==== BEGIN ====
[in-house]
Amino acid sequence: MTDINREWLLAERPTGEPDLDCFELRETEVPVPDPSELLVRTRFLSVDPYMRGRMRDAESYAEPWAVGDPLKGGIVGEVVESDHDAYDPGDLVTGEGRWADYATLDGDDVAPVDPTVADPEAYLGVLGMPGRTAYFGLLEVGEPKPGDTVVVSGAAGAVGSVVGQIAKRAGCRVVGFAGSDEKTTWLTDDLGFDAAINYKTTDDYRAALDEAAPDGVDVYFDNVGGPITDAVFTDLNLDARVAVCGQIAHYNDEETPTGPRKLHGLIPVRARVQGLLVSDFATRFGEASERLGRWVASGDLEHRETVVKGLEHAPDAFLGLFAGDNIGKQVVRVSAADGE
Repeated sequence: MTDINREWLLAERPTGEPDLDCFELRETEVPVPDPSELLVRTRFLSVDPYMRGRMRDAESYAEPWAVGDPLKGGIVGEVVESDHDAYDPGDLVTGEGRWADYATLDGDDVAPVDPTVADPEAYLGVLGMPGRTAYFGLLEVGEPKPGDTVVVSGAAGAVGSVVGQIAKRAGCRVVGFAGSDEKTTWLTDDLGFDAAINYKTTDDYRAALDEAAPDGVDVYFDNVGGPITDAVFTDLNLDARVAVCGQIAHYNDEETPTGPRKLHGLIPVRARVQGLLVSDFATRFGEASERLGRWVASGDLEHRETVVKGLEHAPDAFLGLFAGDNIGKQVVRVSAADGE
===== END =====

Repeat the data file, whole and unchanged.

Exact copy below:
[in-house]
Amino acid sequence: MTDINREWLLAERPTGEPDLDCFELRETEVPVPDPSELLVRTRFLSVDPYMRGRMRDAESYAEPWAVGDPLKGGIVGEVVESDHDAYDPGDLVTGEGRWADYATLDGDDVAPVDPTVADPEAYLGVLGMPGRTAYFGLLEVGEPKPGDTVVVSGAAGAVGSVVGQIAKRAGCRVVGFAGSDEKTTWLTDDLGFDAAINYKTTDDYRAALDEAAPDGVDVYFDNVGGPITDAVFTDLNLDARVAVCGQIAHYNDEETPTGPRKLHGLIPVRARVQGLLVSDFATRFGEASERLGRWVASGDLEHRETVVKGLEHAPDAFLGLFAGDNIGKQVVRVSAADGE
Repeated sequence: MTDINREWLLAERPTGEPDLDCFELRETEVPVPDPSELLVRTRFLSVDPYMRGRMRDAESYAEPWAVGDPLKGGIVGEVVESDHDAYDPGDLVTGEGRWADYATLDGDDVAPVDPTVADPEAYLGVLGMPGRTAYFGLLEVGEPKPGDTVVVSGAAGAVGSVVGQIAKRAGCRVVGFAGSDEKTTWLTDDLGFDAAINYKTTDDYRAALDEAAPDGVDVYFDNVGGPITDAVFTDLNLDARVAVCGQIAHYNDEETPTGPRKLHGLIPVRARVQGLLVSDFATRFGEASERLGRWVASGDLEHRETVVKGLEHAPDAFLGLFAGDNIGKQVVRVSAADGE